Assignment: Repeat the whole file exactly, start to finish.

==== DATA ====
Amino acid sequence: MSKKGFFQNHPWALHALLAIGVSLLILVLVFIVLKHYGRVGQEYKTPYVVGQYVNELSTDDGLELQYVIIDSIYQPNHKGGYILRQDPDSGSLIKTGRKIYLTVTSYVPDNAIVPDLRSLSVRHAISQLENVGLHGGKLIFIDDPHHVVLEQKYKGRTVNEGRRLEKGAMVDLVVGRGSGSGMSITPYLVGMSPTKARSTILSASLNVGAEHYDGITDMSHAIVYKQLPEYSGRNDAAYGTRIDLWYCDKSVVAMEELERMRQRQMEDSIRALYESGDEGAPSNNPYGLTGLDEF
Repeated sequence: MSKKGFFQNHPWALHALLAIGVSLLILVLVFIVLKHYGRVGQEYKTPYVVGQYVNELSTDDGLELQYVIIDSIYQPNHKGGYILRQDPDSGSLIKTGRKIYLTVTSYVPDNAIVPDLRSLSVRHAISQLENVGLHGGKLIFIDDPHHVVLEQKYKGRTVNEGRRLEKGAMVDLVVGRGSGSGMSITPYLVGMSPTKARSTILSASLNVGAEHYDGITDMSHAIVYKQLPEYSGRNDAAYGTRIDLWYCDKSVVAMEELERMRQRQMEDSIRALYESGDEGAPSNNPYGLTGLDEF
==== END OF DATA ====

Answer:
Amino acid sequence: MSKKGFFQNHPWALHALLAIGVSLLILVLVFIVLKHYGRVGQEYKTPYVVGQYVNELSTDDGLELQYVIIDSIYQPNHKGGYILRQDPDSGSLIKTGRKIYLTVTSYVPDNAIVPDLRSLSVRHAISQLENVGLHGGKLIFIDDPHHVVLEQKYKGRTVNEGRRLEKGAMVDLVVGRGSGSGMSITPYLVGMSPTKARSTILSASLNVGAEHYDGITDMSHAIVYKQLPEYSGRNDAAYGTRIDLWYCDKSVVAMEELERMRQRQMEDSIRALYESGDEGAPSNNPYGLTGLDEF
Repeated sequence: MSKKGFFQNHPWALHALLAIGVSLLILVLVFIVLKHYGRVGQEYKTPYVVGQYVNELSTDDGLELQYVIIDSIYQPNHKGGYILRQDPDSGSLIKTGRKIYLTVTSYVPDNAIVPDLRSLSVRHAISQLENVGLHGGKLIFIDDPHHVVLEQKYKGRTVNEGRRLEKGAMVDLVVGRGSGSGMSITPYLVGMSPTKARSTILSASLNVGAEHYDGITDMSHAIVYKQLPEYSGRNDAAYGTRIDLWYCDKSVVAMEELERMRQRQMEDSIRALYESGDEGAPSNNPYGLTGLDEF